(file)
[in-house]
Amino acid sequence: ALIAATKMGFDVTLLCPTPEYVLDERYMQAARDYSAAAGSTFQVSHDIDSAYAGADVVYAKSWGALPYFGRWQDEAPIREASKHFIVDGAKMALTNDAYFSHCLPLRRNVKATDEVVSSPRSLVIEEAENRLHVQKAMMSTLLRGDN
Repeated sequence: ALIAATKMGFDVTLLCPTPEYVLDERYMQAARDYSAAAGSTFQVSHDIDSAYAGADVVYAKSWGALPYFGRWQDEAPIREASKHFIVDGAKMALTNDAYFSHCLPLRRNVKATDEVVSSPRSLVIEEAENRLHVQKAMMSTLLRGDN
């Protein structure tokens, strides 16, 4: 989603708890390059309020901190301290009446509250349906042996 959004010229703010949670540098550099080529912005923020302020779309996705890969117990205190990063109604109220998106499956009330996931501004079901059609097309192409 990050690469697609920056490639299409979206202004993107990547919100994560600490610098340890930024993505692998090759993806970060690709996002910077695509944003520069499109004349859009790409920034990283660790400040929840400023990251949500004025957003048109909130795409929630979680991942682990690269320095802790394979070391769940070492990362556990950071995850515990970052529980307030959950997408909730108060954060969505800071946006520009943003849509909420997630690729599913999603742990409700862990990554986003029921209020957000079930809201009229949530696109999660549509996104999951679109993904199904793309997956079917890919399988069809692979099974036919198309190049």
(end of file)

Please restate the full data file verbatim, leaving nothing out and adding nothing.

[in-house]
Amino acid sequence: ALIAATKMGFDVTLLCPTPEYVLDERYMQAARDYSAAAGSTFQVSHDIDSAYAGADVVYAKSWGALPYFGRWQDEAPIREASKHFIVDGAKMALTNDAYFSHCLPLRRNVKATDEVVSSPRSLVIEEAENRLHVQKAMMSTLLRGDN
Repeated sequence: ALIAATKMGFDVTLLCPTPEYVLDERYMQAARDYSAAAGSTFQVSHDIDSAYAGADVVYAKSWGALPYFGRWQDEAPIREASKHFIVDGAKMALTNDAYFSHCLPLRRNVKATDEVVSSPRSLVIEEAENRLHVQKAMMSTLLRGDN
């Protein structure tokens, strides 16, 4: 989603708890390059309020901190301290009446509250349906042996 959004010229703010949670540098550099080529912005923020302020779309996705890969117990205190990063109604109220998106499956009330996931501004079901059609097309192409 990050690469697609920056490639299409979206202004993107990547919100994560600490610098340890930024993505692998090759993806970060690709996002910077695509944003520069499109004349859009790409920034990283660790400040929840400023990251949500004025957003048109909130795409929630979680991942682990690269320095802790394979070391769940070492990362556990950071995850515990970052529980307030959950997408909730108060954060969505800071946006520009943003849509909420997630690729599913999603742990409700862990990554986003029921209020957000079930809201009229949530696109999660549509996104999951679109993904199904793309997956079917890919399988069809692979099974036919198309190049």